This Saturday is the day employees of public education look forward to for 9 months; the day when a glance at the calendar shows square after dated square of classroom free bliss. Days without the dictatorial bell signaling when we and our charges can get fresh air, take nourishment, or void our bladders. Days where, if desired, we can spend the day in elastic-waisted fleece or fail to touch a comb. Weeks stretch before us, free from enforcing excessive running, chatter, and gum chewing. Oh bliss!
This is what I planned on doing my first weekend of freedom. As you can see I walked out of my newly inventoried and abnormally organized library, loaded with plenty of fodder for a 48-hour readathon.
I never went as far as entering Mother Reader’s challenge. When I came across it several weeks ago, I had grandiose thoughts in the back of my head that it would be a good way to get this long neglected albatross of a blog off the ground once and for all. Naturally I was delusional. With a background in dyslexia, distraction (ADHD), and a tendency to Narcolepsy if left in a stationary position for prolonged amounts of time, even an obsessive book addict like myself, is not going to make any sort of showing in a reading challenge, no matter how much bubbly caffeine is involved.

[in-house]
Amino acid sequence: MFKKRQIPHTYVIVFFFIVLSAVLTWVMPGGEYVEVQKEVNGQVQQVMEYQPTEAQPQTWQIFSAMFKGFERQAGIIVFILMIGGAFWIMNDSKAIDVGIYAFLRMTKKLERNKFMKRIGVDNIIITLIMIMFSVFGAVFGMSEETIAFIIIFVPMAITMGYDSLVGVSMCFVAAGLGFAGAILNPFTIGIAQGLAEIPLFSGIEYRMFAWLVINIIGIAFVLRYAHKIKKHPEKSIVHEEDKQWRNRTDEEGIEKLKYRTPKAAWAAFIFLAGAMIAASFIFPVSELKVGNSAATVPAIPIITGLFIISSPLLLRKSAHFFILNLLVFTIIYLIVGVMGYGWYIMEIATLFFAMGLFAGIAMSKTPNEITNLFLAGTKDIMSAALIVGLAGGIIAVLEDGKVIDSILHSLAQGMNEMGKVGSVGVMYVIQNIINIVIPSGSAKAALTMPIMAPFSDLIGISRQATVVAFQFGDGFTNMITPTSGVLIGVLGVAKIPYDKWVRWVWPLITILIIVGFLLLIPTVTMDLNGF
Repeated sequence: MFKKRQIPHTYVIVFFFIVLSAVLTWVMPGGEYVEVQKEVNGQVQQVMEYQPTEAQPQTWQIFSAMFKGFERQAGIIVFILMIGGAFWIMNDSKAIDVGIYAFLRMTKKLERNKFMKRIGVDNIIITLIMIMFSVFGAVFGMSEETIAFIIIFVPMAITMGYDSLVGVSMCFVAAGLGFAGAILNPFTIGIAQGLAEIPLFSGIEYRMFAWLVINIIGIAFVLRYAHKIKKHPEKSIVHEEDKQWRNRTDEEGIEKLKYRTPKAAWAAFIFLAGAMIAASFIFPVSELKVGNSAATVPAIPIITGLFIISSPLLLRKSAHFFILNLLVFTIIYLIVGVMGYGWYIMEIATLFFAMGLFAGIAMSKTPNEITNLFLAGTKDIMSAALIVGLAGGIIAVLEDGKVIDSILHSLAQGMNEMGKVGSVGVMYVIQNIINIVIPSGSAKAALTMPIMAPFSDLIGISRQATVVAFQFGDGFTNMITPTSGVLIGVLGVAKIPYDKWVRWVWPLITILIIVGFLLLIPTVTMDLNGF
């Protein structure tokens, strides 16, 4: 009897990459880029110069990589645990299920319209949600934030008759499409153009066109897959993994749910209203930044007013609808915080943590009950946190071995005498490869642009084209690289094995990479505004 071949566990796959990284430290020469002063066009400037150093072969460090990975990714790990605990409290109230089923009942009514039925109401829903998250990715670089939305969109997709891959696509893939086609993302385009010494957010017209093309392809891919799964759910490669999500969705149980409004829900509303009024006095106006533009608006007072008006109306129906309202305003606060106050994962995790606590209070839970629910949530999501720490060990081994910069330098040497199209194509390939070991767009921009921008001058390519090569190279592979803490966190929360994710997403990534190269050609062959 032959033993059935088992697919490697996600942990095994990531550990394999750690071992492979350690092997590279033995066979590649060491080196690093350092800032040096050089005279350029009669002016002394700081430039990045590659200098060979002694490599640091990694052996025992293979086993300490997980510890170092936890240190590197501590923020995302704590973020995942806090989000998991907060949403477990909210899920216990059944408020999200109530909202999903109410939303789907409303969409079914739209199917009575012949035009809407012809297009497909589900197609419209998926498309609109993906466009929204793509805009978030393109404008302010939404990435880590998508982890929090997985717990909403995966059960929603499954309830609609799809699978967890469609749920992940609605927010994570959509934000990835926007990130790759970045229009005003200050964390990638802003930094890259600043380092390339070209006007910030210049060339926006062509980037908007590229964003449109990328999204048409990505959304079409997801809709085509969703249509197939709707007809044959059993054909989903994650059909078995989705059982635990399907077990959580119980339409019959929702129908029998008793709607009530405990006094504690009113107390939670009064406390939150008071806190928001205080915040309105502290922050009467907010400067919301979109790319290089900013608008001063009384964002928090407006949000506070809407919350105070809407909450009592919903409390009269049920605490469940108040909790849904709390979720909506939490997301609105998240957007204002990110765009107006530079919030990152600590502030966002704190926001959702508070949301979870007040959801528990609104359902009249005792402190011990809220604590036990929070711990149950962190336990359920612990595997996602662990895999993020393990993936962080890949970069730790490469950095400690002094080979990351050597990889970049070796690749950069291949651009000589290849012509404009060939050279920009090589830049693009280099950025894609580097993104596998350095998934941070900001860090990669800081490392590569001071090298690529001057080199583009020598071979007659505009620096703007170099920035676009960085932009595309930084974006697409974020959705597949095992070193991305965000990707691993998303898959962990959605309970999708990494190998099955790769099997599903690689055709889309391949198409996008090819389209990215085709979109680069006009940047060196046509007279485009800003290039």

I also had pressing landscaping issues, of the sort pictured below, mocking me every time I passed through my front door, and my back and side door for that matter. I no longer had the excuse of long work hours, to appease the collective suburban disdain for slipshod lawn pride.
The weekend began well enough, with a night out with my husband, who was also prone to celebrate his upcoming break from his role as a School Psychologist. We spent our new found leisure on dinner and a movie. The Brother’s Bloom being the later, which, with a bit more rumination and at least one subsequent viewing, may well make it into my top 25 movies of all time? But this is not a movie blog. I will not bore you with the pleasure of staring into Adrian Brody’s spellbinding eyes for 2 hours.
On our return home I was met with an entryway filled with shattered glass which I am blaming on our cat infestation colliding with a decorative wall plaque. As I was gingerly scooping up shards and slivers of what had previously been known as a loving gift presented to me by my crafty sister, my husband walked in with the mail.
Are you ready for it; this is the point in the story when the mundane and common takes on the sheen of spectacularness. At this point the poor unsuspecting man had no idea what sort of commotion his next sentences were about to elicit.
“Hon, it looks as if someone sent you a book? Were you expecting something?”
My senses on full alert I pivoted, sharp, potentially dangerous, debris carelessly brandished, as my frantic hands reached for the white envelope resting in his unsuspecting grasp. My eyes saw Monica Edinger name scrawled in the upper left hand corner - and all hell broke loose.
As stated before I had a shared experience with embarrassingly enthusiastic game show contestants. Once the squealing, jumping, dancing, rejoicing, and envelope shredding had subsided, I stood panting in the middle of my kitchen, my prize clutched to my chest facing my bewildered spouse.
What, you may be asking, along with my abused and bemused husband, was I holding that would elicit such abandon? If you think you can bear the blinding magnificence of it, I will show you: